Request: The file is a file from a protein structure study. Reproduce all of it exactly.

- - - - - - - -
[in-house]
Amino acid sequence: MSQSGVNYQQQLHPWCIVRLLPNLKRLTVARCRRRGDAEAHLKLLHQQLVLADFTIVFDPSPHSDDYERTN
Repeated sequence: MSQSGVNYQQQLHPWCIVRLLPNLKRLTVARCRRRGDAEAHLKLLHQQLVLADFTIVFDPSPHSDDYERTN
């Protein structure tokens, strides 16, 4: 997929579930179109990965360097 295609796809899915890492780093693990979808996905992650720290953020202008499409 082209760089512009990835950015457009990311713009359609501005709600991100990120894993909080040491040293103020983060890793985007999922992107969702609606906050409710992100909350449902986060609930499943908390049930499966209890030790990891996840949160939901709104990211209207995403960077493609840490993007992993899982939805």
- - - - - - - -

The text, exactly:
[in-house]
Amino acid sequence: MSQSGVNYQQQLHPWCIVRLLPNLKRLTVARCRRRGDAEAHLKLLHQQLVLADFTIVFDPSPHSDDYERTN
Repeated sequence: MSQSGVNYQQQLHPWCIVRLLPNLKRLTVARCRRRGDAEAHLKLLHQQLVLADFTIVFDPSPHSDDYERTN
């Protein structure tokens, strides 16, 4: 997929579930179109990965360097 295609796809899915890492780093693990979808996905992650720290953020202008499409 082209760089512009990835950015457009990311713009359609501005709600991100990120894993909080040491040293103020983060890793985007999922992107969702609606906050409710992100909350449902986060609930499943908390049930499966209890030790990891996840949160939901709104990211209207995403960077493609840490993007992993899982939805």